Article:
Jackie, that is so cool that you made these already. This is one of those recipes that is really old and probably very much loved by certain families. But it’s not something widely published.

    Janet, I buy my Junior League books from different places, but Amazon does sell Austin Entertains and Stop and Smell the Rosemary. Those happen to be current JL books. I actually collect JL books from all over the nation.

    Alison, I have no idea why I pulled a muscle. There is no heavy stirring involved! I just happen to be falling apart is all.

  3. Therese says

    Anna, you have helped me out again!!! Remember that “Southern Style” bunco theme I am doing in January? That “Stop and Smell the Rosemary” book will be a great bunco prize! What a pretty cover on that book!
    You know what works GREAT on a muscle pain? Try an ICY HOT/COLD pack that comes with this handy velcro adjustable brace. It helped me out! I even used it to keep me warm during a recent Packer game…it was cold, but I stayed nice and cozy. I hope your muscle pain gets better!

  4. says

    Speaking of Butterfinger…Anna, I made the butterfinger pie on Saturday. It is so good!! I’ve made a few desserts recently that haven’t exactly sent me over the moon, and I hate that. I only desserts if they are truly delicious and this pie was. I want to blog about it with a link to you of course if you don’t mind. My husband never would have suspected tofu if I hadn’t told him. I used a bag of semisweet chips and the chocolate layer was actually a little intense for me. I might use less chocolate next time or just make the chocolate layer smaller or use milk chocolate. Minor critique aside, I just loved this pie. It was so easy and fun to make. I think I’m like your dad; I love creamy things. Thanks!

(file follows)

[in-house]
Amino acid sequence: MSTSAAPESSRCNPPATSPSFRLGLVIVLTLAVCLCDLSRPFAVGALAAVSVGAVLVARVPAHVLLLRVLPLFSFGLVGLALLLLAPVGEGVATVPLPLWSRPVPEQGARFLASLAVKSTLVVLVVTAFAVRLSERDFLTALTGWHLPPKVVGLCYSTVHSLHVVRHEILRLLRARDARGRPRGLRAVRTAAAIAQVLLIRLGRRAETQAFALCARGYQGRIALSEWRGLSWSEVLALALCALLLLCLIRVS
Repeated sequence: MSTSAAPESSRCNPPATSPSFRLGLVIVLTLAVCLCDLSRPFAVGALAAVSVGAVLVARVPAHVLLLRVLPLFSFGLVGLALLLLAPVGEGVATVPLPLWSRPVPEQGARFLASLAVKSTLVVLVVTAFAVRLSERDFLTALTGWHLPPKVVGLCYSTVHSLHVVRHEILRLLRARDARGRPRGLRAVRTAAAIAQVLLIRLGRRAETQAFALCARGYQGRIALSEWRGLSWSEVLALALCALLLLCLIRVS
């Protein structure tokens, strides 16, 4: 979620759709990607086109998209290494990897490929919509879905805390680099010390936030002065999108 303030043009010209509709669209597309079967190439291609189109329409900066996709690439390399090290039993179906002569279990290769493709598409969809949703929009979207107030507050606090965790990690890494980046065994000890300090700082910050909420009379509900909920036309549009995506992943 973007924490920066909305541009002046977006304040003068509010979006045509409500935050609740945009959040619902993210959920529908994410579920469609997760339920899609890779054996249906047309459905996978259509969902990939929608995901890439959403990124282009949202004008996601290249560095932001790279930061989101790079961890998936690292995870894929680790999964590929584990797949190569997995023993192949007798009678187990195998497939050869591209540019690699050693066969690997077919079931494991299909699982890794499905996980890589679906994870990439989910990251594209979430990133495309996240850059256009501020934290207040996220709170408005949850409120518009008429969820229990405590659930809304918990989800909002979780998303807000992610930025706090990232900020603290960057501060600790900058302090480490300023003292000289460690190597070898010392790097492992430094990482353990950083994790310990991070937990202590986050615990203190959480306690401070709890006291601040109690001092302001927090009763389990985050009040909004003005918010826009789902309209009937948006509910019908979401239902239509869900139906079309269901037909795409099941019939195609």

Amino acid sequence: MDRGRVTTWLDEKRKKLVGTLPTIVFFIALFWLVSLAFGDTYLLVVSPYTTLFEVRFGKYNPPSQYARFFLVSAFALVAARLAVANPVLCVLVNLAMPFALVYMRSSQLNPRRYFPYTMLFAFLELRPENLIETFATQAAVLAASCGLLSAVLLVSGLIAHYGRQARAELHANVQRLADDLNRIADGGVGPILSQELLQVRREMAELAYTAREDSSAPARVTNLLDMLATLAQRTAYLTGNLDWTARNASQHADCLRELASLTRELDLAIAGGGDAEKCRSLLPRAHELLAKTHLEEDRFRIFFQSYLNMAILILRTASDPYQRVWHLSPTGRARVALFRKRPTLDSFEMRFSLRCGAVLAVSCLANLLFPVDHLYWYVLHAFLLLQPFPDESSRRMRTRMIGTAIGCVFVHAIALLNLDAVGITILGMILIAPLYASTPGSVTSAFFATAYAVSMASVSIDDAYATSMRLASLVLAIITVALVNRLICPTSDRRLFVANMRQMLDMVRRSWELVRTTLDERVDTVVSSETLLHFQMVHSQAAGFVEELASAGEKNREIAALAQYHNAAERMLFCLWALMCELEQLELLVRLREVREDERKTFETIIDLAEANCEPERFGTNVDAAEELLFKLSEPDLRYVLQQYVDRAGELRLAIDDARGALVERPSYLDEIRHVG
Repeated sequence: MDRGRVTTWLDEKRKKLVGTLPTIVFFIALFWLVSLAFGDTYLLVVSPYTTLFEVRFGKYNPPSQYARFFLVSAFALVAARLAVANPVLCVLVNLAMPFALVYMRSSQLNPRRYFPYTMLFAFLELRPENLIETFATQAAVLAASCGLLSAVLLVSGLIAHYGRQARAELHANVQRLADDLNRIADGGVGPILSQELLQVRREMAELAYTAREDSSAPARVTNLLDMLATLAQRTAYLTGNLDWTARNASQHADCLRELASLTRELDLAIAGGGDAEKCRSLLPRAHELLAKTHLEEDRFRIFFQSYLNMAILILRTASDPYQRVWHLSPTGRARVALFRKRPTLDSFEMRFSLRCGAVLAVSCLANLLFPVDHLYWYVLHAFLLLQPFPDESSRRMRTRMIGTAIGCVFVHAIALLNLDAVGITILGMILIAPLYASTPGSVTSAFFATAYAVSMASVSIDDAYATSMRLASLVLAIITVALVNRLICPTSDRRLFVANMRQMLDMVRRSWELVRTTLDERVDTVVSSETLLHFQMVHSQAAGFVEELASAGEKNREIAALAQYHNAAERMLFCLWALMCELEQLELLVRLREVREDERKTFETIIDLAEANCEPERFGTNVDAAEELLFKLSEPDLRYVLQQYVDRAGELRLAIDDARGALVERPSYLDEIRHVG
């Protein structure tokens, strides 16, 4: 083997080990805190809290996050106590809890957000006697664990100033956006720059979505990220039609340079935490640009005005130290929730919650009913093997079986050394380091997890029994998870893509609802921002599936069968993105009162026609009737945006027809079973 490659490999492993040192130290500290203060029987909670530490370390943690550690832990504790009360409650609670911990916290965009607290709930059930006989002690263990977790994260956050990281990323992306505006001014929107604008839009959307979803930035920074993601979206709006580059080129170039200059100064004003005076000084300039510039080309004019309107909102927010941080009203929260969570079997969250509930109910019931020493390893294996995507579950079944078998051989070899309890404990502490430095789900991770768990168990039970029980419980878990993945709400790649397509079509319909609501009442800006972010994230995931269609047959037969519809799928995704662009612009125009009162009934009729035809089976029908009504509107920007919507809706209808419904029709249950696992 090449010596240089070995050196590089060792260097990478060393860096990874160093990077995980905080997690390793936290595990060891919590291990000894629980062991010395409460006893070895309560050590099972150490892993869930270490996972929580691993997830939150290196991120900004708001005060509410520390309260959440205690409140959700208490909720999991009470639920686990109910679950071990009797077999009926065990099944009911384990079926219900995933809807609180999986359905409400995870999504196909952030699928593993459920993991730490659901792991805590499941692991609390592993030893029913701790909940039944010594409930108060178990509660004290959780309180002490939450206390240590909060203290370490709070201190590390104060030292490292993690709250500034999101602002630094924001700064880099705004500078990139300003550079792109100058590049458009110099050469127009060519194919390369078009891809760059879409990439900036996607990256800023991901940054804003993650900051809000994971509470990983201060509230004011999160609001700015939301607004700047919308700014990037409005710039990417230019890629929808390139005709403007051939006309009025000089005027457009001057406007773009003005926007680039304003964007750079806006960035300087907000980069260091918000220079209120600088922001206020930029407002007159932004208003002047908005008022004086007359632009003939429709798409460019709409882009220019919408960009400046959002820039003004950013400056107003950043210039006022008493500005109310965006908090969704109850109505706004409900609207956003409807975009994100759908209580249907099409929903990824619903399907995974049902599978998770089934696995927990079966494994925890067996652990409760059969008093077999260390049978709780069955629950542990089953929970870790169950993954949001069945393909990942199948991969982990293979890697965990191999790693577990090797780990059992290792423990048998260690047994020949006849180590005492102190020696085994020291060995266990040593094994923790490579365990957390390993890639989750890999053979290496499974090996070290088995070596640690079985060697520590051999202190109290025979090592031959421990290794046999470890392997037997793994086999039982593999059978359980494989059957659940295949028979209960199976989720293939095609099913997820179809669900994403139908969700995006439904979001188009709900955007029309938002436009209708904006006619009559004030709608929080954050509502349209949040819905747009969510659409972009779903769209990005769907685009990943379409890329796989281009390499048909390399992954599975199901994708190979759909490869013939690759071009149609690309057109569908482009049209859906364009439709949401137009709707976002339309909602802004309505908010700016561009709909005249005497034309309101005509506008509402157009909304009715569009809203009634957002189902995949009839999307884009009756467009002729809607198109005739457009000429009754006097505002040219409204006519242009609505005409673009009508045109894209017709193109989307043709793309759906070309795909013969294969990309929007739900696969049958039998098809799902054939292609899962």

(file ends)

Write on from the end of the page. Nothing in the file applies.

5. says

    Anna, you mentioned to see a photo at the bottom in regard to the thermometer placement, but there wasn’t a photo. Do you have that? I’d like to try making these because my husband loves Butterfingers.

  6. Anna says

    Jill, thanks for reminding me about that picture. I had second thoughts about posting it because it didn’t turn out very good and I noticed my thermometer was actually right in the middle when I took the picture! But I’ve posted it for you. You just rest the thermometer read-out side down, bulb not touching pan bottom.

  7. Janet says

    OMG, I ordered the Stop and Smell the Rosemary from Amazon and it arrived in less than 2 days! It is a gorgeous book. Thanks for all the tips and info you share on your site!!! I am learning so much about so many things!

  8. Corby says

    Anna, I made this recipe over the weekend and it came out great! I’m not usually a big fan of molasses, but the small amount of it really added a lot of flavor. I cut the squares small (36 for the 8″ pan), and drizzled them with melted milk chocolate. They got a “thumbs-up” from my co-workers. I’m thinking of making the Bailey’s fudge next, but with Kahlua instead since that’s what I have. Thanks for a great recipe and a great blog!

  9. says

    Hi Pauline,
    It’s sort of in between. It’s called crunch candy, but it’s really not all that crunchy. I’m not very familiar with Clark Bars.